Saturday, March 8, 2014

Ambleside Online / Homeschooling

I know, it's been a while since I've posted. I have been busy doing other things more important than my blog (imagine that!) and besides that, I have been totally unmotivated to use the internet. Even still, here I am to share a WONDERFUL resource I just found this morning 'by chance'. This post will be listed under my 'frugal friday' posts even though I am a day late :)

So, last evening I was telling a brother about a book we all liked a lot called "The Sign of the Beaver" by Elizabeth George Speare. What a great book! I am so thankful we discovered it years ago ... that and many other great books using the free Ambleside Online curriculum. This morning the brother asked me the name of it again and I did a search to see if it was on Librivox ... it wasn't, but what I found was a whole list of books recommended by the Ambleside Online folks that are available on librivox for free listening. (that link is for the first 4 years; scroll to the bottom for the link to the next page, and so on.) And what was not for free to listen was free to read on Project Gutenberg. And what was not for free on either of those is not free to share ... but chances are, the library has them anyway, in book and/or audio format.

Now let me give you a little history.

When I first started homeschooling I got my hands on a book called "A Charlotte Mason Companion" by Karen Andreola. I have no idea how I came across it, but I am thankful I did. From there I found a book called "Charlotte Mason Study Guide" by Penny Gardner. Soon after that I actually drove 2 1/2 hours (one way) to attend an all-day conference put on by Penny Gardner to better explain Charlotte Mason and her ways with educating children. I was just in to my first year of homeschooling and knew I did not want to have 'school at home'. I was an atheist, so religion had nothing to do with it; I wanted my children to be able to think 'outside the box' and Charlotte Mason seemed to know how to foster that with what she called a 'living education'. Yes, she did use textbooks, but certainly not exclusively. Mostly she used the real world around us ... hence the term 'living education'. This seemed right up my alley as I loved to spend as much time as possible outdoors, enjoying the birds, the trees, the bugs, and so on.

At some point in this small period of time I found the website Ambleside Online. Here was exactly what I needed!! While I did not follow the plan 100%, I did adapt it to suit our needs. Also, I started at year one with the book list and began reading every book I could to the children (whatever our public library had). I would read to them each night, sometimes for two or more hours at a time. And more often than not, I would read to them during the day as well. This book list was an indispensable tool for us. Without it, I would have had no idea what books to read to the children!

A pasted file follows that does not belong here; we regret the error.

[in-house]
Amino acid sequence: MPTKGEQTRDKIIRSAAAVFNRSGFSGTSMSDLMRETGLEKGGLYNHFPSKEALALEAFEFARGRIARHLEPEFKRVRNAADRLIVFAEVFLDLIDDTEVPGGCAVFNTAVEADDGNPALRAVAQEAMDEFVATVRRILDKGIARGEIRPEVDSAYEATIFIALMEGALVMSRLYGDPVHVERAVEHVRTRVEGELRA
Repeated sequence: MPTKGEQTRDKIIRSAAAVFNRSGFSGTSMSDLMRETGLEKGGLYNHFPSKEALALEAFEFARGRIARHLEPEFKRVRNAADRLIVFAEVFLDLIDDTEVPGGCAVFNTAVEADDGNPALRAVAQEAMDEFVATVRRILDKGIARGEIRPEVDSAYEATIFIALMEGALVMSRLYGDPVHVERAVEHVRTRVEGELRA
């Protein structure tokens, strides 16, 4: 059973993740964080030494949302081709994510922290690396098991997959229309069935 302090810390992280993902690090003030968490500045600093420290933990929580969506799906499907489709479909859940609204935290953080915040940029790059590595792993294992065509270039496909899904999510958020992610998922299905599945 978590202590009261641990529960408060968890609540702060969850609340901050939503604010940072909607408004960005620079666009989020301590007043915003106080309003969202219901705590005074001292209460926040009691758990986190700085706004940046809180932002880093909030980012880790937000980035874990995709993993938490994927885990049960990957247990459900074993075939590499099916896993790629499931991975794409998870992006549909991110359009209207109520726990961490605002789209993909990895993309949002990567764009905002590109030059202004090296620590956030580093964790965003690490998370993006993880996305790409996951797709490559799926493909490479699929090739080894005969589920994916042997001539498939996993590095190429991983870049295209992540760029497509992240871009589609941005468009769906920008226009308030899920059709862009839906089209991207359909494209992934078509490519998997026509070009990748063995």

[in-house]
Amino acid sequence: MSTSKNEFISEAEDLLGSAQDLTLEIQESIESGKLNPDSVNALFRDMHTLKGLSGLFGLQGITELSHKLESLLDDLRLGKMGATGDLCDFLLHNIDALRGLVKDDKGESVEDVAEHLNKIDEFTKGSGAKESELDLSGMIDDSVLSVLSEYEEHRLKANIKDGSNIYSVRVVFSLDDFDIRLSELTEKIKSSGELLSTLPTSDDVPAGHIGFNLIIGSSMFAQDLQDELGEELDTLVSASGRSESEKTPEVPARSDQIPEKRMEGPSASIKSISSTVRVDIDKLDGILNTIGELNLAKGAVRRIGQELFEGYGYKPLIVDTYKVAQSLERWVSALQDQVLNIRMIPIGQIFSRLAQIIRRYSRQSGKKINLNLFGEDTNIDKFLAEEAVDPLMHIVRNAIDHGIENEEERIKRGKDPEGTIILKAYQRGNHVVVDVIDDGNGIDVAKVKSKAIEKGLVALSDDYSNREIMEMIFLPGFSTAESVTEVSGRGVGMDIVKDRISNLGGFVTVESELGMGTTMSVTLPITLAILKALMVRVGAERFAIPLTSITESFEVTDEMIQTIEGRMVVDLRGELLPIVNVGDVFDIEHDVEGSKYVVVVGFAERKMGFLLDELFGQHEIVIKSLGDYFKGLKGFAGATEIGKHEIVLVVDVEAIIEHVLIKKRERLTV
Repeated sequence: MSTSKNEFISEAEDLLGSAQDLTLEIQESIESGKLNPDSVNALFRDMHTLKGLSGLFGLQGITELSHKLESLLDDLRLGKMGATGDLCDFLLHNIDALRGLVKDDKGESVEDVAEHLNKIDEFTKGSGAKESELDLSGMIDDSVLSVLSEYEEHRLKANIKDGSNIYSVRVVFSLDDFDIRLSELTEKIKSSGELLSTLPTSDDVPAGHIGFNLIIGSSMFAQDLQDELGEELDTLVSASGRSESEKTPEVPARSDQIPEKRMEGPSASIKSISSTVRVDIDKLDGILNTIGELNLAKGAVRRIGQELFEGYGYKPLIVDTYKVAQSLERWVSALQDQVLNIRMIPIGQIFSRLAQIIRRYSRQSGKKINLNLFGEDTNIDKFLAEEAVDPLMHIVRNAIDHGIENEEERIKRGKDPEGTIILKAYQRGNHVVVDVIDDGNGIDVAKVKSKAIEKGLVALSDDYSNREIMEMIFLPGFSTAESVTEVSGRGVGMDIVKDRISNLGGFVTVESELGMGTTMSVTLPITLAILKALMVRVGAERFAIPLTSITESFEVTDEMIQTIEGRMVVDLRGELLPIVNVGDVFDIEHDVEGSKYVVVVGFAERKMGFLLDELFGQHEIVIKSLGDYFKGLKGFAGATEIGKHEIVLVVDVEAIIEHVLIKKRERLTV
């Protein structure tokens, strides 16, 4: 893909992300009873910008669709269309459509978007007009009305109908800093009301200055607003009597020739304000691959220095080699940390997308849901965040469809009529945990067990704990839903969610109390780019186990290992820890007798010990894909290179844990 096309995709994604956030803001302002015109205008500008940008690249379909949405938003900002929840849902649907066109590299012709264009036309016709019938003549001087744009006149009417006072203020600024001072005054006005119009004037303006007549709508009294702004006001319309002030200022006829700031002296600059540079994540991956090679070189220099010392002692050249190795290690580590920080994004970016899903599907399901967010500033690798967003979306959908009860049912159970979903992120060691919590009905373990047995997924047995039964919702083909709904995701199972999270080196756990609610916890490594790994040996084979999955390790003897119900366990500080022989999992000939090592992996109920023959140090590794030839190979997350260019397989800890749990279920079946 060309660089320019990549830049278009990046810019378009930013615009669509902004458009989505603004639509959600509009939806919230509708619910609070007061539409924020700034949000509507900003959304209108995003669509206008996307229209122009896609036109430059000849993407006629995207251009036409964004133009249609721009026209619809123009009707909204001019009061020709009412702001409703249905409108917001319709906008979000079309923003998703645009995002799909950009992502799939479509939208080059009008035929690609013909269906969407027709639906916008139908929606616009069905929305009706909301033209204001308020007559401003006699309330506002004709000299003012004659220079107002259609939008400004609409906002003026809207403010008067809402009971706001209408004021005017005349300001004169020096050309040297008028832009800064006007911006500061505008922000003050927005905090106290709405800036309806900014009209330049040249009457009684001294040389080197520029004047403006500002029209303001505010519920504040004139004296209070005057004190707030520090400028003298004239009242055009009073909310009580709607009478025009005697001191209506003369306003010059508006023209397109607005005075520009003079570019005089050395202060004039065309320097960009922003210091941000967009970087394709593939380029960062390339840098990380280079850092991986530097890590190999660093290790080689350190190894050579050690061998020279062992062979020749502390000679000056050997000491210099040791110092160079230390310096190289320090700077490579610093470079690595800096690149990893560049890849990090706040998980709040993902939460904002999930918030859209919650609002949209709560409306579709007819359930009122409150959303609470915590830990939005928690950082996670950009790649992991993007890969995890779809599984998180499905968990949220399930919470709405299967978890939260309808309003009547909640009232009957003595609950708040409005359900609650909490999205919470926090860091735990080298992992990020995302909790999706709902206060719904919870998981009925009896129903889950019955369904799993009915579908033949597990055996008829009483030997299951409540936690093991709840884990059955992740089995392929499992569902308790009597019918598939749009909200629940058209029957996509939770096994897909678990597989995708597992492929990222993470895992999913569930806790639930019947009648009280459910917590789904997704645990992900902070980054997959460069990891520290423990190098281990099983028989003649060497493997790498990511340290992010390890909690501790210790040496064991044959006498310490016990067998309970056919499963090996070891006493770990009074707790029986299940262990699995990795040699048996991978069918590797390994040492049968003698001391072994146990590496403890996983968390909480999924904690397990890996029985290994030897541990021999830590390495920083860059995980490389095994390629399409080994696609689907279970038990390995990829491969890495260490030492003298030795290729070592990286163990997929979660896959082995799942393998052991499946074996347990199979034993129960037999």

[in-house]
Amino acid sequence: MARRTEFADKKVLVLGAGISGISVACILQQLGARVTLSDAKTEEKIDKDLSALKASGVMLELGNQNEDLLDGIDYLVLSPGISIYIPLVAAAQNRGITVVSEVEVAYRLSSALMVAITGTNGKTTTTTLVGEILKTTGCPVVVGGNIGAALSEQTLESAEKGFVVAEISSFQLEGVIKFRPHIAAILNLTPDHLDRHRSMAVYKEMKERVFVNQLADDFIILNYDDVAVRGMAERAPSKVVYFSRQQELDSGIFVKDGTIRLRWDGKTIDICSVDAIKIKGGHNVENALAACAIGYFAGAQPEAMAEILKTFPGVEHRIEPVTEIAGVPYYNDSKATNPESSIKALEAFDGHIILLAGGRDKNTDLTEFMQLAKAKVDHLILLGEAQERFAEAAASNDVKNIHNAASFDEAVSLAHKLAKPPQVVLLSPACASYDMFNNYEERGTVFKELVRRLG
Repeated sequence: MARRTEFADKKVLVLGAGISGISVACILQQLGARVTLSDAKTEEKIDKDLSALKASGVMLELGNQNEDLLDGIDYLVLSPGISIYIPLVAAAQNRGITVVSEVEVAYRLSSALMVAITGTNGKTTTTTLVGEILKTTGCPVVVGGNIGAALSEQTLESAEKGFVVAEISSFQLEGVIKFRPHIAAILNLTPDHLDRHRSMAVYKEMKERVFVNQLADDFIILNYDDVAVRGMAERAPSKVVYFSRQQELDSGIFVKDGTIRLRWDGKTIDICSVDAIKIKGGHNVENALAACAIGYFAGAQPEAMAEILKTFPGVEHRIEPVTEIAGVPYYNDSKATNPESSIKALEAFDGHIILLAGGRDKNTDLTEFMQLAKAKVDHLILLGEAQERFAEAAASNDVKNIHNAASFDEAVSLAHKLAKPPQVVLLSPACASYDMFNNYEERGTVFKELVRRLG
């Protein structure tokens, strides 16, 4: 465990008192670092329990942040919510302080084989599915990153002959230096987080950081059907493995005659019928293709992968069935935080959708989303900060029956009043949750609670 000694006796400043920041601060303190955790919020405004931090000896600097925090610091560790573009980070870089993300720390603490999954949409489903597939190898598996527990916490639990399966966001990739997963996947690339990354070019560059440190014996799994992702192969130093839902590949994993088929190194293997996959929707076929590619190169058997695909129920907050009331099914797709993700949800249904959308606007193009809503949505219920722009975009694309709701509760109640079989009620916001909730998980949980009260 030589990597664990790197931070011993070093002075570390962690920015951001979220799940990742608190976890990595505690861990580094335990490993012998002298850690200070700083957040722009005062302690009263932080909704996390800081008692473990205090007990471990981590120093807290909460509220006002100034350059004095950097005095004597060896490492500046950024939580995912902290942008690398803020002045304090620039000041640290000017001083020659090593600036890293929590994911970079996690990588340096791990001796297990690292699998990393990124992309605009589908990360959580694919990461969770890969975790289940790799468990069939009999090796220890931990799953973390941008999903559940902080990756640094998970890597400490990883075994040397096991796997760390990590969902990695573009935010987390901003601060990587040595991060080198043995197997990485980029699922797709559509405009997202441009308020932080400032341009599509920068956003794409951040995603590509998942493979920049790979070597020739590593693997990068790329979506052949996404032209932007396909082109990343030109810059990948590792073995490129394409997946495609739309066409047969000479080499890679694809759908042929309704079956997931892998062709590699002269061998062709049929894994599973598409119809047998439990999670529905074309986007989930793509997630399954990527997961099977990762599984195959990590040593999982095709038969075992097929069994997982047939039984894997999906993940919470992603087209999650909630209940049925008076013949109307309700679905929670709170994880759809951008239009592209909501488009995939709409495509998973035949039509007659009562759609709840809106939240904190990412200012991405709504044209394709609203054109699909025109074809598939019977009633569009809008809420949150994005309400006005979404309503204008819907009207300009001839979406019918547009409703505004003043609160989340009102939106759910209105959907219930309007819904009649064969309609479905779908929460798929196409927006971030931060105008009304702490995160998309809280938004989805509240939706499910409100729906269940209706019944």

Now, I do not agree with every book listed, but who cares. We had enough discernment to know what we agreed with and what we did not agree with ... and still do.

Without Ableside Online we would have never discovered books like the Little House series, The Story About Ping, The Burgess Bird Book, The Handbook of Nature Study, Understood Betsy, Heidi, Science Lab in the Supermarket, Lassie Come Home, Gone Away Lake, The Witch of Blackbird Pond, Calico Captive, Tom Sawyer, The Story of Inventions, Plutarch's Lives, Shakespeare, and of course ... The Sign of the Beaver. There are so many more. I must admit though, I never could make it through The Wind and the Willows ... but I tried!!!

Reading these 'twaddle-free' books was such a great way for the children to learn grammar. They even had copy-work from the same books and enjoyed that a lot. Each child is different, so what works for one may not work for the other(s) but everyone likes a story read to them, right?!

It's interesting to look at my children's strengths and weaknesses now. Even though we did not do much 'book learning' for grammar, they still learned so much just by hearing and reading quality books and also by doing copy-work. 

For instance, Brianna was always good at reading. She learned when she was four and hasn't stopped since. She has also been a natural speller and can read stories in such a way that captivates the listener. But, believe it or not, she is not a good writer (besides poems; she's really good at that). She can produce an essay or story that's ok, but nothing spectacular, which seemed strange to me at first since she is so good at reading, has devoured every book she could get her hands on, and has a great imagination. It's just getting it from her head in to written form that she's not that great with. Good, but not great.